This film was thoroughly advertised last summer with captive commercials that gave no inkling as to what the movie was about at all.  I decided it was high time that I finally watch it even though I had heard many mixed things about it.

A word that many critics have already used with it is “nostalgic,” and it’s definitely true.  Not only is it nostalgic because of the setting of the film, but also the entire theme.  My friend was quite correct when she said at the end that it seemed like a grown-up version of E.T. the Extra Terrestrial.  I guess it isn’t that surprising since Spielberg was also a producer of Super 8.

For me, many parts of the movie felt like the previously J.J. Abrams produced film, Cloverfield.  It was probably the whole thing with not seeing “the creature” except for brief glimpses.  But at least in this movie, we had some music to listen to; a lot of interesting music…

I still don’t really understand why so many people were so excited about this movie, and why it was considered one of “the best movies this summer.”  It was good, but not a film I would go crazy over, or even rank in the top ten for 2011.  No matter what genre I consider it from–action, science-fiction, drama, nostalgic–there were better competitors on the big screen this year.

Drive (2011)


One of those movies that seemed to fly under the radar last fall, it was highly rated by many a critic, but faltered in viewer ratings, at least on Rotten Tomatoes.  I was also interested to see the 2nd sexiest man alive in a role that didn’t center around his “photoshoped body.”

I must say, he did very well in this role, but that may have been because he didn’t have to do or say too much.  He only needed to express two emotions:  awkward guy smile, and silent angry guy on a mission.  But he showed those two emotions well.  The entire movie moves at a very slow pace, but always makes you feel like something exciting is about to happen.  I think its a result of the perfectly-matched electronica music that’s playing.  The music is so ambient but with chords of uneasiness mixed in.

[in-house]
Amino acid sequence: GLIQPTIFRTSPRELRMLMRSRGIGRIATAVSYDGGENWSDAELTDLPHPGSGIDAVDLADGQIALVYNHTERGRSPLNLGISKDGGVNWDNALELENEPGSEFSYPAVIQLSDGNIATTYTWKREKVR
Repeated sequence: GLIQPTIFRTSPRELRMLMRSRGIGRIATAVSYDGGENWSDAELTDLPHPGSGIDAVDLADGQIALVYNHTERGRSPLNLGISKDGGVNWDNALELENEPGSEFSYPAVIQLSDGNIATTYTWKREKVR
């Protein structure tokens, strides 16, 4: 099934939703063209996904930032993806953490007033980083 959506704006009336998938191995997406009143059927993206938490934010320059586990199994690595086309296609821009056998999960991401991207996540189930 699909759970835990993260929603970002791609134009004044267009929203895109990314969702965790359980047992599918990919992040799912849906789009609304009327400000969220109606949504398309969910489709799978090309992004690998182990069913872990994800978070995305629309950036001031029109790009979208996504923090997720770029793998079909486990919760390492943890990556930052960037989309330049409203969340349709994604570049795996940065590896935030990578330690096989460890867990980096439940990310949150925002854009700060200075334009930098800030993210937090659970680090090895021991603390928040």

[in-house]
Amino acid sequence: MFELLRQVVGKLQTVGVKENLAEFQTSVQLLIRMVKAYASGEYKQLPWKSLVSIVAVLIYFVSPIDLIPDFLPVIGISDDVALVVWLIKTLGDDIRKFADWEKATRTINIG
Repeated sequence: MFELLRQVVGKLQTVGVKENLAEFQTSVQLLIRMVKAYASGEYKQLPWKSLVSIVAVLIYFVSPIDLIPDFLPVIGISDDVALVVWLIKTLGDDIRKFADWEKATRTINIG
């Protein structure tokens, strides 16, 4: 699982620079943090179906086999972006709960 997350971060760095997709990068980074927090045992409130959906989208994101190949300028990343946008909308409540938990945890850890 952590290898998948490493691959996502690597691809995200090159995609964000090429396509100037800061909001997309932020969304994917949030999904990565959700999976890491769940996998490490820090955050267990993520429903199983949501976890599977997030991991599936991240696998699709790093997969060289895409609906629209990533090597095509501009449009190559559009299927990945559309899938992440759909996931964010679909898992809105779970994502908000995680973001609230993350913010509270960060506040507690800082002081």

Finally, things do get exciting, but it can’t be compared to other vengeance seeking movies like Man on Fire or Taken.  It is a strange amalgamation of calm, cool, and collected with anger, action, and anxiety.  Unlike the aforementioned, it is not a pure action movie.

Overall, enjoyable, but you have to be in the mood to sit through a patient movie.  Somehow it manages to keep you on the edge of your seat with suspense and without ever having too much happen.

Shanghai Kiss (2007)


Glancing over the name and description of this movie, I thought it would be a quirky romantic comedy between an Asian guy and a white girl.  Then I discovered that I was very wrong…  Instead, it is a movie about a pathetic Chinese-American guy trying to figure out “who he is” while cheating on his high school girlfriend because he doesn’t want to be a pedophile.

Throughout the whole movie, I find no love or attachment to the main character Liam, not even at the end.  Although, by the end he’s figured out that he needs to get a life, and that Ade is a great girlfriend.  And, Liam probably does have “potential to be an actor” in the movie.  I also believed that he really had genital herpes from his commercial audition.

There are only three reasons I paid attention during this movie:

  1. I’m a fan of Hayden Panettiere from her roles in Heroes and even Remember the Titans.
  2. I foresee myself becoming a variation of this pathetic guy in the near future, and not having a real life.  Thus, I wanted to learn what not to do so I could avoid becoming such a total waste of life.
  3. China is cool.